Australia’s Wine Regions Explored

Australia’s Wine Regions Explored

Australia is the world’s largest exporter of wine, with around 780 million litres traveling around the globe annually! Only around 40% of what is produced is consumed in Australia. With such a large land mass in the discussion here, there is no real surprise the figures are so large.

For example, there are around 135,000 hectares of land devoted to vines – That’s about the same size as the whole of the county of Monmouthshire here in the UK!

30% of these vines are for the king of Australian grapes, Shiraz. That alone is more land than the entire of Rutland county!

Compared to regions such as Burgundy, where growers have been discovering the best sites to plant grapes for many hundreds of years, Australia is just at the start of that journey. Matching the right grapes to the right soils and climates takes time and research. As an example, in 1968, the Hanlin Hill vineyard in Clare Valley was planted with Riesling grapes on red loam over slate soils. At 550 metres altitude, the cool nights help retain the intense lime acidity long into the growing season. A perfect marriage of the right grape in the right place. So let’s take a look into the sub-regions and see if we can provide an insight into what to look out for when you are selecting your next tipple.

Barossa Valley

Arguably the most recognised region, and a good place to begin our journey. The Barossa Valley, north of Adelaide, was first settled by German-speaking immigrants from Silesia, now part of Poland. The tiny hamlet of Bethany was established in 1842 and other hamlets soon followed and have changed very little. In fact, many of the vineyards are now owned by fifth or sixth generation settlers. The Barossa Valley is famed for Shiraz and other red Rhône varieties as well as Riesling and Cabernet. The region itself has attracted more awards than any other in Australia, of which 56% is Shiraz. Traditionally, Barossa Shiraz has been made in an intense, powerful expression, undoubtedly the mainstay of Australia’s wine reputation. Subdivided into the lower lying ‘valley’ floor and the higher altitude eastern side if the region, known as Eden Valley. Here Riesling is particularly prominent, reaching quality levels that can be compared to any other global region. If you are looking to try a bottle of Barossa fair, our Producer JJ Hahn is a sure fired place to begin.

Margaret River

This cool climate is only two hours away from the south of Perth. Margaret River is still the ‘new kid on the block’ as it was first planted in the 1960s. Despite this underwent a meteoric rise to fame because of its elegant and structured wines which often have more in common with Bordeaux than South Australia Cooler subregions of Margaret River make crisp aromatic whites. Making its name through fantastically refined Cabernet Sauvignon, often blended with Merlot. Herbaceous, aromatic Sauvignon, often blended with Semillon. The region itself owes its ability to produce lively, complex wines to the Maritime influences it enjoys. Situated in a square-faced chunk of land that protrudes out 40 miles into the Indian Ocean, hence leading to comparisons of its coastal location and temperature to that of Bordeaux.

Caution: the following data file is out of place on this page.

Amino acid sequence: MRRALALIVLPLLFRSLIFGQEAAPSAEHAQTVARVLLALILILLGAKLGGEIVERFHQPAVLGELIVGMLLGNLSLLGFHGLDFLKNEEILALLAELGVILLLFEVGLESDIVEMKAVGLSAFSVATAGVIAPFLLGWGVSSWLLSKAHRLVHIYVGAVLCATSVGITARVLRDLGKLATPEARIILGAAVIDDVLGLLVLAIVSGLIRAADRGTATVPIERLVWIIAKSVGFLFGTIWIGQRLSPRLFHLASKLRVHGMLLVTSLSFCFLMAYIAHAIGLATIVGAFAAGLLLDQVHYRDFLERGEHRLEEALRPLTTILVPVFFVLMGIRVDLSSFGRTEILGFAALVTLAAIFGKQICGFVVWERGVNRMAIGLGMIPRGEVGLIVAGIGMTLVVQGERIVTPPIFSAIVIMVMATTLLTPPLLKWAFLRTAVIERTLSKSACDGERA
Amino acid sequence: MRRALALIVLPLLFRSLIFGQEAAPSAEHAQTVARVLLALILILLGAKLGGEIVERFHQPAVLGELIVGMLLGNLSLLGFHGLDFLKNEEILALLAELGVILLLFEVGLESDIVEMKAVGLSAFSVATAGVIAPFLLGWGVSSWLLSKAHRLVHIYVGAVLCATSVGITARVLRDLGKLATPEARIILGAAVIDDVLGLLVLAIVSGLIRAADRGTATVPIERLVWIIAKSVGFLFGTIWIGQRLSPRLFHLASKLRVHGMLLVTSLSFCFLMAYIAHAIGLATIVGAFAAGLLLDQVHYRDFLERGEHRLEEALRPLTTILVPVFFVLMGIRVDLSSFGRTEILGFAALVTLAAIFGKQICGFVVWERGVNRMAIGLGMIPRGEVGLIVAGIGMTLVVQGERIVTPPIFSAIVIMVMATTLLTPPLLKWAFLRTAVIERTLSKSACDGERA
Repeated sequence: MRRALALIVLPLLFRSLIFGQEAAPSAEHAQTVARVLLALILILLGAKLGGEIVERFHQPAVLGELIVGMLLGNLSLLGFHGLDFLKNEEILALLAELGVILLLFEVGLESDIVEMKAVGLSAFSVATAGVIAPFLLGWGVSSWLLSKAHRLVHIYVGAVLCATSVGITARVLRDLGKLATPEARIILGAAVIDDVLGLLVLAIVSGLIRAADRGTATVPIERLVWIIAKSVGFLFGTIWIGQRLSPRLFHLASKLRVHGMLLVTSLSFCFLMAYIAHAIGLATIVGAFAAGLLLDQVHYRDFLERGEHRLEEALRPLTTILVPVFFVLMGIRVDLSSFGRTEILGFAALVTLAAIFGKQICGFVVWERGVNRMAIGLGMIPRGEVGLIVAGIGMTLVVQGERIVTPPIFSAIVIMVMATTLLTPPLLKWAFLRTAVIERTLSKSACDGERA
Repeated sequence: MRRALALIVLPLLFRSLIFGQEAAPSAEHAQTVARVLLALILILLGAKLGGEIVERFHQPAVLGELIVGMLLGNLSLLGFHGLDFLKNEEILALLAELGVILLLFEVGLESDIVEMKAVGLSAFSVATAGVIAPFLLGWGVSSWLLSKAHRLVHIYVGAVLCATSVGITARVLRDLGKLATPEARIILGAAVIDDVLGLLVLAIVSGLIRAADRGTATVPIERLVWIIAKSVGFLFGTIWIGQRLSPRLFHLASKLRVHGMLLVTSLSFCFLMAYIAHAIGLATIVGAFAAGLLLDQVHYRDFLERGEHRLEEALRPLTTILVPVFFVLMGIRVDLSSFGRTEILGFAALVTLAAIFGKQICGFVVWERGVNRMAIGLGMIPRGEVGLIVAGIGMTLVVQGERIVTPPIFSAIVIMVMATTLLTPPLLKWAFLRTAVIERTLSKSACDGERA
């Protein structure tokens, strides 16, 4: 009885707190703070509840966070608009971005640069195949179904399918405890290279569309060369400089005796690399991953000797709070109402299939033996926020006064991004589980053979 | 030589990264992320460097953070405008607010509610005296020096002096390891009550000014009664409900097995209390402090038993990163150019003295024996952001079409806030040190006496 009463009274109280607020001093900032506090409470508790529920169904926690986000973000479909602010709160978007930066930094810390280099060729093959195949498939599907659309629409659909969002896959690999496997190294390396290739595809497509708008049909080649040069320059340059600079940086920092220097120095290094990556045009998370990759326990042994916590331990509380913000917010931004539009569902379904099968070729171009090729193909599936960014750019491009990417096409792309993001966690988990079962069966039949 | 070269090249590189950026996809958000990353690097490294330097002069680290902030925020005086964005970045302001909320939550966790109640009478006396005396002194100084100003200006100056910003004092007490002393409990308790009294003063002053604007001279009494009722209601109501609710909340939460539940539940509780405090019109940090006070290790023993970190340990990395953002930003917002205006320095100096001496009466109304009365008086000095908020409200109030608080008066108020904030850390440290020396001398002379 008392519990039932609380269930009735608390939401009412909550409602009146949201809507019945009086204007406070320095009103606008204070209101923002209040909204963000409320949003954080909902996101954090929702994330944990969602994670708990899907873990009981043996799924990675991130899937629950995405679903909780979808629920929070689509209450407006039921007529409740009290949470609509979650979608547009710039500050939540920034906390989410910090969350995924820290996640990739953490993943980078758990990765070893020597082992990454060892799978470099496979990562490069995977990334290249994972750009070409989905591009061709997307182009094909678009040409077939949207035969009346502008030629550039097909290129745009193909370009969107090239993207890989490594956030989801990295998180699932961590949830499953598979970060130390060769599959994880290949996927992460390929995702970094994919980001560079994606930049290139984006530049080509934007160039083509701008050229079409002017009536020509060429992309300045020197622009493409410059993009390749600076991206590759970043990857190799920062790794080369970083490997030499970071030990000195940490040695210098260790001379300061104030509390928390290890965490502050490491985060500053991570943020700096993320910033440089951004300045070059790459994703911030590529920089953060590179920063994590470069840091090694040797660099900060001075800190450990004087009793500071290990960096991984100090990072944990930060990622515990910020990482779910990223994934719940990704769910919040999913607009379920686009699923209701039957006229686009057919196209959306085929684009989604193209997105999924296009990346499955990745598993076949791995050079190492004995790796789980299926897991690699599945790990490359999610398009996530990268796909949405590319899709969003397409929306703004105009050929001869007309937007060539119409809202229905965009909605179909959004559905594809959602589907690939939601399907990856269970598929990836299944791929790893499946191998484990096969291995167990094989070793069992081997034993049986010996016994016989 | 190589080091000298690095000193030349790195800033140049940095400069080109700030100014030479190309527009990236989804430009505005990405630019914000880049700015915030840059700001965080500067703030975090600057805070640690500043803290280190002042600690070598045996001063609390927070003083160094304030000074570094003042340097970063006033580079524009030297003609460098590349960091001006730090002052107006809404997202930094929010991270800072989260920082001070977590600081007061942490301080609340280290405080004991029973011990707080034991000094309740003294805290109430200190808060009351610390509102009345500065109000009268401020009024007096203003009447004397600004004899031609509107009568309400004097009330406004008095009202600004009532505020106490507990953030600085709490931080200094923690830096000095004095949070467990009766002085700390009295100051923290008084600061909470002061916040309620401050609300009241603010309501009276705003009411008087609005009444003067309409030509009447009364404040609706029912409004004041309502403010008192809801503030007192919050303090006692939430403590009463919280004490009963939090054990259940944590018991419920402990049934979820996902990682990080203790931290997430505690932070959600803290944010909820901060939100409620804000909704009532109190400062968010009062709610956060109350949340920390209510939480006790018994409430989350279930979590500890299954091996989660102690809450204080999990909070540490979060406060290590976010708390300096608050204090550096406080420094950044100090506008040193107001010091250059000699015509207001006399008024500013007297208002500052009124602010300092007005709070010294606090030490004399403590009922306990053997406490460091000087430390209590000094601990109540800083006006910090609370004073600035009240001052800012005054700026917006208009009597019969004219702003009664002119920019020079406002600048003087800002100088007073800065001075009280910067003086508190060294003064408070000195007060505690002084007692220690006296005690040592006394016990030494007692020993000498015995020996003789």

Adelaide Hills

The Adelaide Hills were settled by German-speaking families in the mid-1800s. The cool climate hills to the east of Adelaide are part of the Mt. Lofty Ranges and vineyards are planted at varying altitudes with differing microclimates. ‘The Hills’ are very fashionable and a great source of artisan foods. It is no surprise that many of their wines are so food-friendly. Adelaide Hills specialises in crisp, dry aromatic whites and refined reds. One of the largest wine regions in Australia, it also happens to be one of the oldest, recognised very early on for its high altitude and cool-climate potential. The area itself is scattered with numerous valleys, with differing slopes and exposure to sunlight, this makes for a great range of characteristics for the wines to take on. It is definitely an exciting place to investigate! In particular, Unico Zelo (it needs a mention here).

Unico Zelo is a small winery, run by the youthful Brendan and Laura Carter. Still, only in their twenties, this dynamic couple has been making wine under the Unico Zelo label for the last seven years, taking their inspiration from their intense passion for their native land. The in-depth study of vineyard sites in South Australia has led to a focus on Italian varieties, such as Fiano and Nero d’Avola which are perfectly suited to being dry-farmed in the arid Riverland as well as Dolcetto, Nebbiolo and Barbera which flourish in the inland, continental climate. The wines are crafted from varieties that require minimal intervention, both in the vineyard and the winery. These delicious and unique wines combine sustainability and drinkability to great effect. All of the grapes are dry farmed, meaning that irrigation is not required, and they also have a natural resistance to pests, disease, and viruses, eliminating the need for chemical sprays in the vineyard.

Yarra Valley